5 of the Most Common Appliance Mistakes
In 30 years as an appliance repair technician, I've seen lots of usage mistakes by homeowners. Luckily, most are easily preventable.
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Overloading the Washing Machine With Heavy Items
This is one of the most common and expensive appliance mistakes. It often results in a worn out rear bearing or a broken spider bracket. When that happens, you’ll need a new washer. It’s a $700 to $1,500 mistake.
To prevent it:
- Avoid washing bathroom mats. They absorb too much water, and the weight stresses the motor.
- Avoid washing weighted blankets. They destroy your washer faster than any other item.
- Avoid washing rugs, dog blankets, sleeping bags, comforters and all other bulky items. Like mats and weighted blankets, they’re heavy when wet and will quickly cause trouble.
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Not Cleaning the Dryer Vent
This mistake can be catastrophically costly, because it can cause a dryer fire.
When dryer vents become clogged with lint, the heated air can’t escape. If the dryer gets too hot, it blows a device called the “hi-limit,” which acts like a fuse and cuts off power to the heater. Replacing it is an expensive repair.
In the worst cases, lint fills the cabinet of the dryer, where the gas flame or electric element may eventually ignite it.
Here’s how to prevent this from happening to you:
- After every load, clean the dryer’s lint filter.
- Every six months, clean out the vent with this dryer vent cleaner brush.
Using the Oven’s Self-Clean Feature
This can cause more harm than good because it may destroy part of your oven.
Self-clean temperatures can reach as high as 1,000 degrees, high enough to incinerate any dirt or grease in your oven. However, that’s also hot enough to melt your bake element, warp your heat diffuser panel, fry your oven’s electronics and a variety of other fails. I’ve been called out to fix all these things.
- Play it safe and don’t gamble with your oven’s self clean feature. You might get lucky and have it work for you. Or you might need to call a pro to make an expensive repair.
- Try this safe manual cleaning technique. It requires some effort, but it’s much faster and safer than self-clean.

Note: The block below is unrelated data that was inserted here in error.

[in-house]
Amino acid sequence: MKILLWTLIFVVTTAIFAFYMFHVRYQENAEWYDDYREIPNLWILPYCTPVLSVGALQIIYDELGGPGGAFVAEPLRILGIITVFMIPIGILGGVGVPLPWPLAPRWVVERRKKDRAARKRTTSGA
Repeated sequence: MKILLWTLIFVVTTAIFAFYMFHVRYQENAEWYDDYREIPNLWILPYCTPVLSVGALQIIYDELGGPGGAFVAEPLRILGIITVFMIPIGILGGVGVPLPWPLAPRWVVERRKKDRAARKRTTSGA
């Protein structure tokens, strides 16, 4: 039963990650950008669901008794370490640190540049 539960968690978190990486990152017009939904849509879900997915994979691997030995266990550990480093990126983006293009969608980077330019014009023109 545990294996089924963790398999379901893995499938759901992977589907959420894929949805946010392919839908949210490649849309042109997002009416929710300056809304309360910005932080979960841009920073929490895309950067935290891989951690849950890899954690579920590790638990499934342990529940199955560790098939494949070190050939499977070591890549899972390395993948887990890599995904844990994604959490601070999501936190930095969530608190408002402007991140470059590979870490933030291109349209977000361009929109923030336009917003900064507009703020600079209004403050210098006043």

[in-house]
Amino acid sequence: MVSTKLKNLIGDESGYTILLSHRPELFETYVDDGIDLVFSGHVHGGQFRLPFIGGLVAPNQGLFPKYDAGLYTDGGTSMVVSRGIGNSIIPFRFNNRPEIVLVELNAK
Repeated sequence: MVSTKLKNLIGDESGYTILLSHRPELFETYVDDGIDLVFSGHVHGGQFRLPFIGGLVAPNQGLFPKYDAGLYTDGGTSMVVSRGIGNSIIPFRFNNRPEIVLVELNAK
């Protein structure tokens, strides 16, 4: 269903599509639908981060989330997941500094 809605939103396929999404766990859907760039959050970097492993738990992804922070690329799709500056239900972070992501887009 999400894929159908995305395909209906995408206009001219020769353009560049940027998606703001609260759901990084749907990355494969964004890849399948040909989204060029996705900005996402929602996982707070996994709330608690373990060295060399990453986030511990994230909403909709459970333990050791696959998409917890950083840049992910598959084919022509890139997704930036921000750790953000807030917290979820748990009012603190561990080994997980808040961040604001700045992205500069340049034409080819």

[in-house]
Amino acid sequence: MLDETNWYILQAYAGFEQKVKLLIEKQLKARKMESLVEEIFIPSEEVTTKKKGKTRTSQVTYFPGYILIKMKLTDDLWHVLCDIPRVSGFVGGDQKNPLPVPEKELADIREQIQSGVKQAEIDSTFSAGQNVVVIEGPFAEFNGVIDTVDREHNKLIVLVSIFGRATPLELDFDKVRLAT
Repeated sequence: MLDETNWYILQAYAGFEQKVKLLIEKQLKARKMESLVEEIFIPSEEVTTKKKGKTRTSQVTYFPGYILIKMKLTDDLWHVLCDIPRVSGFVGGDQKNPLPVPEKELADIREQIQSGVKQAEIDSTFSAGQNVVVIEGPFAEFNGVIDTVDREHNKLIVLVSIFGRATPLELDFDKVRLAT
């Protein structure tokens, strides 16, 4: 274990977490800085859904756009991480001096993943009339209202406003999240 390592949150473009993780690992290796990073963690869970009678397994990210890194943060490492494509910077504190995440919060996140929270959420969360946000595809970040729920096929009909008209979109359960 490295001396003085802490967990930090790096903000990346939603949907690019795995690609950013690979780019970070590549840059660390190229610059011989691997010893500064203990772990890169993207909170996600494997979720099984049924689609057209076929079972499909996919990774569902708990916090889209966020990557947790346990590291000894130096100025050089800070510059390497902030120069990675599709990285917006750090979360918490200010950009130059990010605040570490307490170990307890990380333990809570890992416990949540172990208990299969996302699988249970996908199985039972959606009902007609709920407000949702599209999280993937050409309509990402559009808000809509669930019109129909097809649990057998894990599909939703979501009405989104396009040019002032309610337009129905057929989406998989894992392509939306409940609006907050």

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Not Rinsing Dishes Before Loading Dishwasher
The age old debate: to rinse or not to rinse. What is the answer? The answer is a little of both.
Yes, you should rinse the dishes before loading. But you don’t have to remove every speck of food. Just rinse off the big stuff. Leaving a little food on the dishes gives the detergent something to activate its enzymatic action.
To keep your dishes clean and your dishwasher working well:
- Rinse off large particles from dishes, utensils and pans. I’ve cleaned out dishwashers that had toothpicks, labels, chicken bones, twist ties and lots of rotten food debris clogging up the works. When you don’t rinse, even with your dishwasher filter locked into place, some food debris can find its way into the pump, where it’s pushed into the spray arms and clogs the little holes. You’ll end up with a dishwasher that gradually stops cleaning your dishes, and ultimately fails because it can’t drain.
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Not Cleaning Refrigerator Coils
Once every six months, clean your refrigerator coils. These pull heat out of the refrigerator. When covered with dust and pet fur, they can’t remove heat efficiently. Your refrigerator’s compressor will run all the time, using more energy which raises your electric bill. It also causes premature failure of the compressor, which means it’s time for a new fridge.
To avoid dust-covered coils:
- Locate the coils. Depending on the refrigerator, they’re either on the back or the bottom. Some coils are behind the lower rear panel..
- Use a refrigerator coil brush to clean them.